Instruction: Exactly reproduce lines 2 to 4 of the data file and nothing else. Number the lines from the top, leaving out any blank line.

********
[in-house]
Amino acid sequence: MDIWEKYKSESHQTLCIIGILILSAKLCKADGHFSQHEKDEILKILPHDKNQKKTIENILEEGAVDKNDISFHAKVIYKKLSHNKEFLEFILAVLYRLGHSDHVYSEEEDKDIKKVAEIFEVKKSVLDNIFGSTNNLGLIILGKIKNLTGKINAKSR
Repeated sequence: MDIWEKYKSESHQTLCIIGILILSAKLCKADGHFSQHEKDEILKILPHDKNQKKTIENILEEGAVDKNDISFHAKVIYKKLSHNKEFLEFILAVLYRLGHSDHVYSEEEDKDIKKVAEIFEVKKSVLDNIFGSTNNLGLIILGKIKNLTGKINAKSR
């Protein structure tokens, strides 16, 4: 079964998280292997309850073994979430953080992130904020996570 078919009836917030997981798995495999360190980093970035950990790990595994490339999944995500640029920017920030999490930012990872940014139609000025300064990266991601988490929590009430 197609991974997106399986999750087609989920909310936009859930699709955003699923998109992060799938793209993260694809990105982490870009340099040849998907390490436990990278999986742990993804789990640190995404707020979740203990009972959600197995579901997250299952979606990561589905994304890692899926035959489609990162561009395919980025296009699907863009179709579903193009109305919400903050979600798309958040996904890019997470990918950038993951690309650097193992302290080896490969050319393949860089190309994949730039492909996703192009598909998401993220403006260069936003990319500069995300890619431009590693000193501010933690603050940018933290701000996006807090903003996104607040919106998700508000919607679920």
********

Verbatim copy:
Amino acid sequence: MDIWEKYKSESHQTLCIIGILILSAKLCKADGHFSQHEKDEILKILPHDKNQKKTIENILEEGAVDKNDISFHAKVIYKKLSHNKEFLEFILAVLYRLGHSDHVYSEEEDKDIKKVAEIFEVKKSVLDNIFGSTNNLGLIILGKIKNLTGKINAKSR
Repeated sequence: MDIWEKYKSESHQTLCIIGILILSAKLCKADGHFSQHEKDEILKILPHDKNQKKTIENILEEGAVDKNDISFHAKVIYKKLSHNKEFLEFILAVLYRLGHSDHVYSEEEDKDIKKVAEIFEVKKSVLDNIFGSTNNLGLIILGKIKNLTGKINAKSR
């Protein structure tokens, strides 16, 4: 079964998280292997309850073994979430953080992130904020996570 078919009836917030997981798995495999360190980093970035950990790990595994490339999944995500640029920017920030999490930012990872940014139609000025300064990266991601988490929590009430 197609991974997106399986999750087609989920909310936009859930699709955003699923998109992060799938793209993260694809990105982490870009340099040849998907390490436990990278999986742990993804789990640190995404707020979740203990009972959600197995579901997250299952979606990561589905994304890692899926035959489609990162561009395919980025296009699907863009179709579903193009109305919400903050979600798309958040996904890019997470990918950038993951690309650097193992302290080896490969050319393949860089190309994949730039492909996703192009598909998401993220403006260069936003990319500069995300890619431009590693000193501010933690603050940018933290701000996006807090903003996104607040919106998700508000919607679920």